This Month in the Ecosystem (May 2014)

Categories: Hadoop Parquet Platform Security & Cybersecurity Spark

Welcome to our ninth edition of “This Month in the Ecosystem,” a digest of highlights from May/early June 2014 (never intended to be comprehensive; for that, see the excellent Hadoop Weekly).

More good news!

  • Hadoop Summit San Jose 2014 wrapped up. Every attendee will have a different lens on the experience, but for me, the main takeaway was the increasingly mainstream presence of the enterprise juggernaut called Apache Hadoop. Clearly, Hadoop has earned a permanent place in the data center alongside the incumbents. (For further thoughts from Hadoop’s pioneers, watch this video of a pre-event Hive Think Tank panel on the topic, “Beyond MapReduce.”)
  • As further support for the observation above, Cloudera’s new acquisition of Gazzang (as a complement to the platform work being led by Intel and Cloudera under Project Rhino) puts an exclamation point on the acute need for comprehensive security around production Hadoop deployments: Perimeter and access control, auditing and lineage, and data protection/encryption/key management. Clearly, organizations in regulated industries are taking Hadoop very, very seriously — and they have the most stringent requirements of all.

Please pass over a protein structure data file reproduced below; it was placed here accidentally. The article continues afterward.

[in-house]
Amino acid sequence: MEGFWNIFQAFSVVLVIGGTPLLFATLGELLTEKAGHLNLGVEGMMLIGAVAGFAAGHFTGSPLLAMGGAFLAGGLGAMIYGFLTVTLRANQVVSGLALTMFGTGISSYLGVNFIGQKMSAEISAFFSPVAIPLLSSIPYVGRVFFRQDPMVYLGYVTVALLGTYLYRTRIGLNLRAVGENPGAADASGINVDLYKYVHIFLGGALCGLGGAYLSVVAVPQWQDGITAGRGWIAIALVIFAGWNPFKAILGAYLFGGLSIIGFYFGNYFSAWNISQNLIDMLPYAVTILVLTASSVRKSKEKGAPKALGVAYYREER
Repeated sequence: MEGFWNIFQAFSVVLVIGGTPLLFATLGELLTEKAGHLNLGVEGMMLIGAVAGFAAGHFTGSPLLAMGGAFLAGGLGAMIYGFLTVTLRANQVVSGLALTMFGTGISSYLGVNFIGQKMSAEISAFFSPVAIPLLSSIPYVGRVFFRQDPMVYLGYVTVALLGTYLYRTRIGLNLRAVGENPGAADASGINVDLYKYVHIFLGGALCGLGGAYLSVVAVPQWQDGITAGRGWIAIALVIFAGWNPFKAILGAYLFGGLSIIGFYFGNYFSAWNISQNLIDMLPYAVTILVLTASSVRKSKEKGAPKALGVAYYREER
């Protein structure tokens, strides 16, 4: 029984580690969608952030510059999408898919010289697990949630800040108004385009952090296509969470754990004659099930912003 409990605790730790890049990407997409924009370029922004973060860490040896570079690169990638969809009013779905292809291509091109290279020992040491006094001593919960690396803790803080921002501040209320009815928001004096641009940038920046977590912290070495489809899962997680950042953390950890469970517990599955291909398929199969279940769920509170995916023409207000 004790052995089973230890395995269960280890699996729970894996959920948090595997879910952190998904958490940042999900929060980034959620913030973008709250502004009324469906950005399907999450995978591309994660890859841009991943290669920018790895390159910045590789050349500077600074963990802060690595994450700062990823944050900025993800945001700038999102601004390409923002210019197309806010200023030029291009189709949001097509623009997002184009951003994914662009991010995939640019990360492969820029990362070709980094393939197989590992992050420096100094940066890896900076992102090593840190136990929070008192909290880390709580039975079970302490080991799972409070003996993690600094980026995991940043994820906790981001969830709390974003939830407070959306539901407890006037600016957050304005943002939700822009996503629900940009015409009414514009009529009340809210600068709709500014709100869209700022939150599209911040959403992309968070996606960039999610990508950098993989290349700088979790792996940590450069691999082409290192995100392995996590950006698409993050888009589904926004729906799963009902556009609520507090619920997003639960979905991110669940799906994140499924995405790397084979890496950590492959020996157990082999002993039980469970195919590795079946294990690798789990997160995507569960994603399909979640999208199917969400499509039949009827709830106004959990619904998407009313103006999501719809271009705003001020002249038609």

• New benchmark testing from Cloudera revealed the current state of SQL-on-Hadoop technology across the ecosystem: Impala, Apache Hive, Presto, and Shark. (Preview: Impala performance leads by 950% or more under multiuser workload, with much higher CPU efficiency.)
  • Apache Spark 1.0 was released, signifying an important milestone for that rapidly growing effort (currently the most active project in the ecosystem, based on number and diversity of contributors).
  • Parquet, the general-purpose columnar storage format for Hadoop, became an Apache Incubator project. Over the past couple of years, only Spark rivals it for rapidity of adoption.
  • Black Duck Software published the results of its annual Future of Open Source survey. Survey says? Eighty percent of respondents choose OSS for its quality, and half of all corporations are expected to contribute to and adopt some form of OSS in 2015.

That’s all for this month, folks!

Justin Kestelyn is Cloudera’s developer outreach director.